December 2018 | 

Developing Tomorrow’s Health Care Leaders

Developing Tomorrow’s Health Care Leaders

The business of medicine differs from most other enterprises. Health care leaders must balance a revenue-generating mission with a humanitarian one, and negotiate effectively not just with other executives but also with physicians and nurse leaders.

Moreover, they are dealing today with rapid change coming at them from all sides. Disruptive technologies and precision therapies are reshaping medical care and yielding revolutionary advances in treatment. Medical facilities are consolidating, investing, and expanding. Reimbursement models and quality expectations are in flux, and major policy and economic shifts may be on the horizon.

Health care leaders are charged with steering their organizations to success despite this constant upheaval. But even with their deep knowledge of medicine, and the business acumen they’ve acquired on the job, it’s likely that they’ll need to amplify their skills with formal training in organizational change management.

Wharton Executive Education and Penn Medicine have teamed up to meet this need, launching Leadership in a New Era of Health Care. The program, which begins in March 2019, will enroll established and aspiring leaders both within and outside the U.S., helping them survive and thrive at a time of unprecedented change in the science, technology, and economics of medicine.

“We need to help our health care leaders stay agile, and build their capacity to pivot and respond strategically to changes in the field, from new digital health advances to changes in reimbursement,” said Caryn Lerman, PhD, one of the program’s two academic directors and vice dean for Strategic Initiatives in the Perelman School of Medicine and John H. Glick, MD, Professor in Cancer Research. “Today’s academic medicine leaders and health care executives are highly knowledgeable and motivated. We’ve designed this program to leverage those qualities and arm them with the high-impact skills required to drive real change in the organizations they lead.”

The program builds on concepts that Lerman — along with J. Larry Jameson, MD, PhD, executive vice president of the University of Pennsylvania Health System and dean of the Perelman School of Medicine — outlined in the recent New England Journal of Medicine article “Leadership Development in Medicine.” They wrote of a “persistent disconnect” between the capacity of the physician-leadership workforce and the needs of what they termed increasingly complex health systems. “Closing this gap,” they stated, “will require leadership skills that are not acquired during traditional medical training.”

Lerman and fellow academic director Sigal Barsade, PhD, Wharton management professor, say the program will deliver a strategic toolkit for executives to lead optimally in a next-generation health care organization or academic medical center. It will help them understand their particular organization’s culture so they can manage effectively, acquire new strategies for driving organizational change, improve their emotional intelligence in order to become a stronger leader, and optimize their personal negotiating style to boost their influence.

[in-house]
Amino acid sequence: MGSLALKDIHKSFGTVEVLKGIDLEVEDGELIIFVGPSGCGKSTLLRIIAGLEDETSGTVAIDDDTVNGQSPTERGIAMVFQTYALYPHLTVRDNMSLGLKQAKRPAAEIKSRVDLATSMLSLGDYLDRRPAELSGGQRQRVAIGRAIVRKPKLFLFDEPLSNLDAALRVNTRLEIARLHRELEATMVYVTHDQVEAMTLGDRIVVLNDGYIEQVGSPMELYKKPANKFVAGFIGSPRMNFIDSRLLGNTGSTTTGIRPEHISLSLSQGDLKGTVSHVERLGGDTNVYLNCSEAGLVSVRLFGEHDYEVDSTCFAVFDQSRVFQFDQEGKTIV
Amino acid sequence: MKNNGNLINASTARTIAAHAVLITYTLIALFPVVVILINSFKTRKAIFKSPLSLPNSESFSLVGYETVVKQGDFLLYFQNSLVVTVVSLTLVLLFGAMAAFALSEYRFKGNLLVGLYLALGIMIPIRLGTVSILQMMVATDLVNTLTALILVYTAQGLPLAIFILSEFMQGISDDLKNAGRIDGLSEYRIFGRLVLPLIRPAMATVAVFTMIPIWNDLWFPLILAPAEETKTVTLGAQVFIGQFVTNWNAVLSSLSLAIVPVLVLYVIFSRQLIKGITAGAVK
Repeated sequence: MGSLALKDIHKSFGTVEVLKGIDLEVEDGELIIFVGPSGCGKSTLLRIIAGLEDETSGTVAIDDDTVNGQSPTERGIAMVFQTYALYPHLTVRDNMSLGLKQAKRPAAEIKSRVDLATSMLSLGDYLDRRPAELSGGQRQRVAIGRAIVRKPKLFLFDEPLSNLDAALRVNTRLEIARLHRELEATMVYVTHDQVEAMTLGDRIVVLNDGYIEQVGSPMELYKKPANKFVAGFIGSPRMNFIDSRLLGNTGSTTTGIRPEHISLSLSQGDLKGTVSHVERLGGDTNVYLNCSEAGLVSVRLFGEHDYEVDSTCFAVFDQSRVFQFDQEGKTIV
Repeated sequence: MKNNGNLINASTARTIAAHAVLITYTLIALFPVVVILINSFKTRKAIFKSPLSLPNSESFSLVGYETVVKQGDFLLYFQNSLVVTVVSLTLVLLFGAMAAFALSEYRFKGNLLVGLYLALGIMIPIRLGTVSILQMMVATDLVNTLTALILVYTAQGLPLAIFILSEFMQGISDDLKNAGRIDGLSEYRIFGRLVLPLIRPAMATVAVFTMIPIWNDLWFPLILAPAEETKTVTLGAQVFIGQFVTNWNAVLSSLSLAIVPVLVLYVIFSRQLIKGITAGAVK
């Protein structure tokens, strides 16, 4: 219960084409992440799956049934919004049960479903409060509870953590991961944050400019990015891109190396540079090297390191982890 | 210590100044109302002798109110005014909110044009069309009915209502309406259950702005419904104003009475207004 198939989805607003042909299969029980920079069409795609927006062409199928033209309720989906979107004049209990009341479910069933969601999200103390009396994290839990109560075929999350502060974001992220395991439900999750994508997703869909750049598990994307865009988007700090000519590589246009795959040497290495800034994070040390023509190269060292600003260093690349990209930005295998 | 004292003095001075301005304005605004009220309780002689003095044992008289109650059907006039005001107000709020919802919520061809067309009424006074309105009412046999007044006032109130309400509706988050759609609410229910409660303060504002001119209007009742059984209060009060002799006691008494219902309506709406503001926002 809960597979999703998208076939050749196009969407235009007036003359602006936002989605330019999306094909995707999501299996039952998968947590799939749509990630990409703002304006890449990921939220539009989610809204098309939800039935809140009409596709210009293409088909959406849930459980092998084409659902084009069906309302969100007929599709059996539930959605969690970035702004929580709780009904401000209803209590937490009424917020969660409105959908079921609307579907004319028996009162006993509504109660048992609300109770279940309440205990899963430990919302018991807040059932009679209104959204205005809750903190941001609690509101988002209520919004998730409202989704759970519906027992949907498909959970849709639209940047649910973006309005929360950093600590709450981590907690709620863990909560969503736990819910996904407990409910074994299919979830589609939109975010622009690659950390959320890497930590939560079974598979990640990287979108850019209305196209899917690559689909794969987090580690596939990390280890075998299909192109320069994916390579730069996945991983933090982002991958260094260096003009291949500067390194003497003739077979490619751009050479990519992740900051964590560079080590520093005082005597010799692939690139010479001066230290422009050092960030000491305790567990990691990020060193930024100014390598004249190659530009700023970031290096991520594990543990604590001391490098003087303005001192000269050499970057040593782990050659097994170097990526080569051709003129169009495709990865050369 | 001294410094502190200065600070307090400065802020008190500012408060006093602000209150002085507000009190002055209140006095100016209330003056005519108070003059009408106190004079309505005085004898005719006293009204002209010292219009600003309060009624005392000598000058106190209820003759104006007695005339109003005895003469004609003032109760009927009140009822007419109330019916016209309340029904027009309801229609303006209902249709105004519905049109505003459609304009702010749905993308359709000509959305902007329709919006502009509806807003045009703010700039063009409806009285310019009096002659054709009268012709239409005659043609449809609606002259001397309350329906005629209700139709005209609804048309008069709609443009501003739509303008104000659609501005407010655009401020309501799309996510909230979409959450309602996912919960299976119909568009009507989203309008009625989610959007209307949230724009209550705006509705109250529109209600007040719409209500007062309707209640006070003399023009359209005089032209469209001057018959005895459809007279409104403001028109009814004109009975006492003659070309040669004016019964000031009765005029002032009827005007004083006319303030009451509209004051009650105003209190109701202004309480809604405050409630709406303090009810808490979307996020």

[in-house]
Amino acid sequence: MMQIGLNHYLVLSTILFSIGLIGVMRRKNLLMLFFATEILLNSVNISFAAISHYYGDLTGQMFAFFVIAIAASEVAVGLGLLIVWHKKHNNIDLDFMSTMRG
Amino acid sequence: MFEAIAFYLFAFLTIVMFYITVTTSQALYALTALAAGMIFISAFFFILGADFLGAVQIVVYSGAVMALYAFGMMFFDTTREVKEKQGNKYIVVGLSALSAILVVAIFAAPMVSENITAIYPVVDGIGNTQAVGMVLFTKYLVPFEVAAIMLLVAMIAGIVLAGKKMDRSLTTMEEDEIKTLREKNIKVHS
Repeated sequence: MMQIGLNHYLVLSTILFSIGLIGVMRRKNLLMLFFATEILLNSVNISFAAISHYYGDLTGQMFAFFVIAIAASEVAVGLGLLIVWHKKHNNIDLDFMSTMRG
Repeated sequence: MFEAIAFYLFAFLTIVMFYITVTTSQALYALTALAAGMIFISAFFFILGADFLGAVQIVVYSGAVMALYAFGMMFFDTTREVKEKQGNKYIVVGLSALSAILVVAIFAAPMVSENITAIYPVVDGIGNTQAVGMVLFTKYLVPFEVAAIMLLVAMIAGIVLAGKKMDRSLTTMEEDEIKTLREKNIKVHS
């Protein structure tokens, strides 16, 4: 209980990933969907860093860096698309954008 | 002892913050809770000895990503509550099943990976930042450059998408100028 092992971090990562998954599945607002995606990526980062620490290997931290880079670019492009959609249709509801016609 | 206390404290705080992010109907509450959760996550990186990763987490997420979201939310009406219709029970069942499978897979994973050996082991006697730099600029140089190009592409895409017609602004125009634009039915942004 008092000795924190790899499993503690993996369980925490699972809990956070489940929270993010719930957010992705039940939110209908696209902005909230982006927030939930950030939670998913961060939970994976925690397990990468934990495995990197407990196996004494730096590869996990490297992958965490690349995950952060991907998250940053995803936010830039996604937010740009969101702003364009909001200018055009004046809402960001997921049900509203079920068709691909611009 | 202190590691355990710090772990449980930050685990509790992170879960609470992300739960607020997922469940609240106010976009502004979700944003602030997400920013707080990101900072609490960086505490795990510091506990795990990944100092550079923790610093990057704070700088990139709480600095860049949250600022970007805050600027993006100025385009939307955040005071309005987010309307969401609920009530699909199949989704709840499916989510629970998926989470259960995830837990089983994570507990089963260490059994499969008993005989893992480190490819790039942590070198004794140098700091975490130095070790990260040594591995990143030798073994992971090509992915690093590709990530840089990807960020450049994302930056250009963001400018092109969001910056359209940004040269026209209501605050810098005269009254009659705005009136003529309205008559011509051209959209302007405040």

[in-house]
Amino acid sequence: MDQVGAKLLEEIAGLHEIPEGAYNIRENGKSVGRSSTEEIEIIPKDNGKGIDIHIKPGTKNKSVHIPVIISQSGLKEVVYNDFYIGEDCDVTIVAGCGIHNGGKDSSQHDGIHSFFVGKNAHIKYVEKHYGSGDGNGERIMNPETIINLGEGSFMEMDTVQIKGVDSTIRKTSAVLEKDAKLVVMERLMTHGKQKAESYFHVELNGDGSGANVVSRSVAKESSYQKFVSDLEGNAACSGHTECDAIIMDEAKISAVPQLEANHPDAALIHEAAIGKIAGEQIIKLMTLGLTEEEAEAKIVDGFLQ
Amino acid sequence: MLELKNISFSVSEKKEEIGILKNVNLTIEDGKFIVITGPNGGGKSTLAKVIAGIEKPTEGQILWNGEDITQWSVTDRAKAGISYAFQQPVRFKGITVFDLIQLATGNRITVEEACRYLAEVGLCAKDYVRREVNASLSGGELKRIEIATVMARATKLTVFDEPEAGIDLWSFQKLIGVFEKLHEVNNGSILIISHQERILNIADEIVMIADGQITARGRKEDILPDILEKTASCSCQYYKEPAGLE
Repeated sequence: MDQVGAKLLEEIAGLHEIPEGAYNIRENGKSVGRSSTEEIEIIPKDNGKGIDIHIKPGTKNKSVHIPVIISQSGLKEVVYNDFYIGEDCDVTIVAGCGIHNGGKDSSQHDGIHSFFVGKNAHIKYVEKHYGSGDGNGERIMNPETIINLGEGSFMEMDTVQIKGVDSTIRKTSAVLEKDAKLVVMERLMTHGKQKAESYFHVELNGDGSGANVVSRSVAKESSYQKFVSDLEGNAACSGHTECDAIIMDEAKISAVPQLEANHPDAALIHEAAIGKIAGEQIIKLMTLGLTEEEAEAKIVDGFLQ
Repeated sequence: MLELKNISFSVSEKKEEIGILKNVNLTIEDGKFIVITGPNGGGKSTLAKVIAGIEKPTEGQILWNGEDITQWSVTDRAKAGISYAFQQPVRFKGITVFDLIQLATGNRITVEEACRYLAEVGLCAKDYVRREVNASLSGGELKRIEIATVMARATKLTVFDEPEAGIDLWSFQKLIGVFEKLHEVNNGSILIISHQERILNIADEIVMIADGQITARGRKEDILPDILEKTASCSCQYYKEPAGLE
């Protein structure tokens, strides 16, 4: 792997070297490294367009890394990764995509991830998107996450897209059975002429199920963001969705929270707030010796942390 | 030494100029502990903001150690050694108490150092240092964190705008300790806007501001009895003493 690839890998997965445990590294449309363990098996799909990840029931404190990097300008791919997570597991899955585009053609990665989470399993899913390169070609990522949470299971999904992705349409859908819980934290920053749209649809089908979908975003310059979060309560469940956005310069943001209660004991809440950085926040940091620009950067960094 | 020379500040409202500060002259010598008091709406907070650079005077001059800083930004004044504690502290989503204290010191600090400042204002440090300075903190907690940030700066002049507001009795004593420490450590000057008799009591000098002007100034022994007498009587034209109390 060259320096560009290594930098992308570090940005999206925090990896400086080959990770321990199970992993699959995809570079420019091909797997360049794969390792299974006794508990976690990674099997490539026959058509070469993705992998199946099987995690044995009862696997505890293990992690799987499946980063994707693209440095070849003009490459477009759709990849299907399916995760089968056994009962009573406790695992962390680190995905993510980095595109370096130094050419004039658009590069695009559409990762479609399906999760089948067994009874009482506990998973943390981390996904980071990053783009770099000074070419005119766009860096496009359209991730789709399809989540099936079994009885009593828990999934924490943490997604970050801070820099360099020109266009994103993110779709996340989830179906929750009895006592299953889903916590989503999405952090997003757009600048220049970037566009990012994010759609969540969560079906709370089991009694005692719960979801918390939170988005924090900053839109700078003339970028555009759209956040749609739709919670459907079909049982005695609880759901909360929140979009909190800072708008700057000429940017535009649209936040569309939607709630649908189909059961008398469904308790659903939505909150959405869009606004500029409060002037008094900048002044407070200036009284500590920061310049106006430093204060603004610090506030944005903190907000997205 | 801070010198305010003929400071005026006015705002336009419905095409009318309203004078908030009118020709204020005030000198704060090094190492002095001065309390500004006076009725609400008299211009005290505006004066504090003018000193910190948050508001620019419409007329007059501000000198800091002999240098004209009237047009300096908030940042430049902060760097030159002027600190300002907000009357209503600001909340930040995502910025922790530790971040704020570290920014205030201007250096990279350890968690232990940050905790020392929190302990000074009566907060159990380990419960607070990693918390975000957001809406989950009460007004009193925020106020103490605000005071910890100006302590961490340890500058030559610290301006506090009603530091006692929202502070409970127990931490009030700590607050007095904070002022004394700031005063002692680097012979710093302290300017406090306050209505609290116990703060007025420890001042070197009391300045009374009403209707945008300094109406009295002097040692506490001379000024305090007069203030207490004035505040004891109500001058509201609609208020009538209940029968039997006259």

“This program will address the many components needed for leaders to be effective in the complex health care environment,” says Barsade. “We will cover skills such as managing organizational change, understanding and strengthening (or changing) your organizational culture, knowing better how to negotiate, and of course, gaining better emotional intelligence in dealing with yourself and the people around you. In addition, participants will receive a large amount of personalized feedback.”

Another unique aspect of the program is the “Health Care Challenge.” Armed with the real-world organizational challenge that they identify before the course begins, participants will meet in highly interactive small-group sessions to give and receive feedback from peers and faculty. Lerman and Barsade explain that this sharpens their ability to analyze challenges and will deliver insights that help them execute change.

One of the major benefits of the program is world-class networking opportunities. Those in attendance will get to hear firsthand from other health care leaders about how they are navigating tough situations in today’s evolving health care landscape. Moreover, they’ll be exposed to the knowledge of prominent guest speakers and panelists from the University of Pennsylvania’s Perelman School of Medicine and Health System and from Children’s Hospital of Philadelphia. As an added bonus, physicians can earn CME credits* by completing the program.

“Health care leaders today need a broader skill set,” explains Jameson. “They must be strong negotiators, keen students of business, and have the emotional intelligence necessary to lead diverse teams who are evolving our approaches to patient-centric care.” Leadership in a New Era of Health Care is poised to deliver those skills, plus the ability to lead in a time of uncertainty with agility and confidence.

In support of improving patient care, Penn Medicine is jointly accredited by the Accreditation Council for Continuing Medical Education (ACCME), the Accreditation Council for Pharmacy Education (ACPE), and the American Nurses Credentialing Center (ANCC) to provide continuing education for the health care team.

Credit Designation
Physicians: Penn Medicine designates this live activity for a maximum of 29 AMA PRA Category 1 Credits™. Physicians should claim only the credit commensurate with the extent of their participation in the activity.